Afghanistan’s Web of Corruption

U.S. and Afghan Allies Describe Web of Corruption but Say Prosecution Stalls

By Matthew Rosenbert, Wall Street Journal [December 29, 2010]

---- U.S. officials in Afghanistan have spent thousands of hours over the past few years charting what they call "Malign Actor Networks"—webs of connections between members of President Hamid Karzai's family, businessmen, corrupt officials, drug traffickers and Taliban commanders. Using intelligence drawn in part from informants and a powerful wiretapping system, these officials say they have found an economic and political order—underwritten by billions of dollars in aid, reconstruction and logistics funds from the West—that is undermining the Afghan government from within and aiding a Taliban insurgency that is trying to topple it from without. The officials and their Afghan allies have had less success, however, breaking these bonds.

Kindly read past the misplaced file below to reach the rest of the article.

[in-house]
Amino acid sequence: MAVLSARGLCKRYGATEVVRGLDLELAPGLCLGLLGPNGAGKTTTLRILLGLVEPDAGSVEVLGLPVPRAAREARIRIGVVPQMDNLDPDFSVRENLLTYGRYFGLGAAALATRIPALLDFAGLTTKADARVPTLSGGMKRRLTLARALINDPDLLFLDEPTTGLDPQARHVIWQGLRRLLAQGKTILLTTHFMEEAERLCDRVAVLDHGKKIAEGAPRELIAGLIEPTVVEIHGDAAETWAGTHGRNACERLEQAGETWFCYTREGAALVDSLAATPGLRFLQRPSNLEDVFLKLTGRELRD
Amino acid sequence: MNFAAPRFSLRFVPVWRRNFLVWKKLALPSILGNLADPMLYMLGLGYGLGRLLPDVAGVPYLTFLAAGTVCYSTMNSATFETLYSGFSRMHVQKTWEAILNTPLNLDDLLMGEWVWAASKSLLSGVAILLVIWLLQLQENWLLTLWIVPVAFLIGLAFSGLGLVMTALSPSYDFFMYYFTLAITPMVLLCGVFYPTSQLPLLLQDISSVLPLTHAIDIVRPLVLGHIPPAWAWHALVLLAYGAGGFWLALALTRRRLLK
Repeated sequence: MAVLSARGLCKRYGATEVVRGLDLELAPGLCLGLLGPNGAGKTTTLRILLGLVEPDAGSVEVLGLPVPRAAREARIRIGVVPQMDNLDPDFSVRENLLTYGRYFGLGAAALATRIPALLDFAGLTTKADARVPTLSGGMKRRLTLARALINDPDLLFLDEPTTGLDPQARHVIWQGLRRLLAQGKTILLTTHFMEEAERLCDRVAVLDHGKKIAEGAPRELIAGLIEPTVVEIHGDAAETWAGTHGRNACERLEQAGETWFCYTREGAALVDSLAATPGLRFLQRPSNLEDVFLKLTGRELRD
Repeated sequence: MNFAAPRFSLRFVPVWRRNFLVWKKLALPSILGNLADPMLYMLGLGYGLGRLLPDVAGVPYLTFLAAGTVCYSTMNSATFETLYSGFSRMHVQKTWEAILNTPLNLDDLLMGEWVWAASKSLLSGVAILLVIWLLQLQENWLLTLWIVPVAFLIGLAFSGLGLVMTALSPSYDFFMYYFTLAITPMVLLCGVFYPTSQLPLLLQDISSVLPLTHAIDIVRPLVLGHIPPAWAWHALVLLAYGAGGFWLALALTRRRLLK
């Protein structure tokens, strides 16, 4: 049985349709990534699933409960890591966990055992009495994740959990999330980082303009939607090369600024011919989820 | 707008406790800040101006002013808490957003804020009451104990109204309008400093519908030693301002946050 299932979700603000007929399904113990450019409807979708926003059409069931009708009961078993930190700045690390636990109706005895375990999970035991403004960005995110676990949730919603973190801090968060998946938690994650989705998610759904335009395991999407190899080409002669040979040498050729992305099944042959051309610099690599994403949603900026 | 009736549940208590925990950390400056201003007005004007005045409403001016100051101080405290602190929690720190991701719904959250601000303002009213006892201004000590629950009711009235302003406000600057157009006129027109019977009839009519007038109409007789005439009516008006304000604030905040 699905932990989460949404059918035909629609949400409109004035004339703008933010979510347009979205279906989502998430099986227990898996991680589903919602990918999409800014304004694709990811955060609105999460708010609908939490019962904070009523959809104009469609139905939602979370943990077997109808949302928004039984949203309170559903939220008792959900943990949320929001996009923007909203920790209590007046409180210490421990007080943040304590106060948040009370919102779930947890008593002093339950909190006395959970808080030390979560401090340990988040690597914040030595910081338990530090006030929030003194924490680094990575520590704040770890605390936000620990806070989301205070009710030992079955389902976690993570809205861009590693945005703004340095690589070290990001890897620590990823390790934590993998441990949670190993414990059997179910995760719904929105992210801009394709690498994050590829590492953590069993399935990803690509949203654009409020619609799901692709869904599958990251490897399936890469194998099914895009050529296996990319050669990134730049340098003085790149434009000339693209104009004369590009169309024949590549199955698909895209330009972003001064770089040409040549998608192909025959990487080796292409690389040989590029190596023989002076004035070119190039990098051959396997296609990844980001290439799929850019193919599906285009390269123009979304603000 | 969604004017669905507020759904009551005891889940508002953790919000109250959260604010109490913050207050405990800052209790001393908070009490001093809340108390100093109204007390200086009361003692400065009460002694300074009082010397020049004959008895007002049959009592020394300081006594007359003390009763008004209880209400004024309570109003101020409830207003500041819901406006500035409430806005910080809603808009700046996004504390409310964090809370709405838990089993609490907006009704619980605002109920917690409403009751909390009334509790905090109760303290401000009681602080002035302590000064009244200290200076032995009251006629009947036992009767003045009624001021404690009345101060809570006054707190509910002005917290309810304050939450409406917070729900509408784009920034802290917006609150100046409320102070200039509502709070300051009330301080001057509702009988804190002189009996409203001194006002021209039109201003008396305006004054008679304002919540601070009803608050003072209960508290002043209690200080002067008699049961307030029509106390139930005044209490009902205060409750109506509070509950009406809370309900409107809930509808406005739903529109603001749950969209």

Karzai Releasing Scores Of Drug Traffickers In Afghanistan, WikiLeaks Cables Show

By Ryan Grim, Huffington Post [December 27, 2010]

---- President Hamid Karzai has repeatedly released well-connected officials convicted of or charged with drug trafficking in Afghanistan, frustrating efforts to combat corruption and providing additional evidence that the United States' top ally in the country is himself corrupt. "On numerous occasions we have emphasized with Attorney General Aloko the need to end interventions by him and President Karzai, who both authorize the release of detainees pre-trial and allow dangerous individuals to go free or re-enter the battlefield without ever facing an Afghan court," reads a diplomatic cable obtained by WikiLeaks and provided to The New York Times.